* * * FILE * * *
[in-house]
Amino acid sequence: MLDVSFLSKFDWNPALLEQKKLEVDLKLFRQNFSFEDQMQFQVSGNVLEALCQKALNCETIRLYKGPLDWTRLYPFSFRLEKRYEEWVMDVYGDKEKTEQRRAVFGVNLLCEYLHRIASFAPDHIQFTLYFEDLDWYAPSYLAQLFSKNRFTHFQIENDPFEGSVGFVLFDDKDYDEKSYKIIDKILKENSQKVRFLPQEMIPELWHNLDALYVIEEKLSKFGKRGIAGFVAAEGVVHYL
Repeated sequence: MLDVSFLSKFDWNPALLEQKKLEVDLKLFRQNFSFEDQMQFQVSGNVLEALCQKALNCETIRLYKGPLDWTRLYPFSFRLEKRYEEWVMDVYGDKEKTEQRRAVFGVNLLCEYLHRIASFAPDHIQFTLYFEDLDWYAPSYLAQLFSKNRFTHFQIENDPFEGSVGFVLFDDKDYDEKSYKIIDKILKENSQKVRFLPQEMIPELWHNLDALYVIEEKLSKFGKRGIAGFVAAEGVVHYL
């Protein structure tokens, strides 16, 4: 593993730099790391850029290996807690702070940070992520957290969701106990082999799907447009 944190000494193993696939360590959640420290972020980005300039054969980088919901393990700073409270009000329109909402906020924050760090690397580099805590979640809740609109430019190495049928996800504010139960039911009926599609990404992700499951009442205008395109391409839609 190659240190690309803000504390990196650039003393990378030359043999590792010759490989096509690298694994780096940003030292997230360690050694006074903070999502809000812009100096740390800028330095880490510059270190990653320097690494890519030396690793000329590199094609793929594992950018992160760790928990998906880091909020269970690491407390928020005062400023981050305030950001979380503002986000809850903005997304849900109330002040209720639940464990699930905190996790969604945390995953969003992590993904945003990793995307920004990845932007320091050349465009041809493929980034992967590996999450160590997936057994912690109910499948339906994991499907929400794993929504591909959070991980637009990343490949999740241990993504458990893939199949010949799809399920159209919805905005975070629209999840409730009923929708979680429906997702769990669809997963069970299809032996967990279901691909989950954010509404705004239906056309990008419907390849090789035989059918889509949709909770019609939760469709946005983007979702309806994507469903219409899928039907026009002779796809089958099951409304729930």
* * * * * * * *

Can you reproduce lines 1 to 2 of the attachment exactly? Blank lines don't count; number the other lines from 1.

[in-house]
Amino acid sequence: MLDVSFLSKFDWNPALLEQKKLEVDLKLFRQNFSFEDQMQFQVSGNVLEALCQKALNCETIRLYKGPLDWTRLYPFSFRLEKRYEEWVMDVYGDKEKTEQRRAVFGVNLLCEYLHRIASFAPDHIQFTLYFEDLDWYAPSYLAQLFSKNRFTHFQIENDPFEGSVGFVLFDDKDYDEKSYKIIDKILKENSQKVRFLPQEMIPELWHNLDALYVIEEKLSKFGKRGIAGFVAAEGVVHYL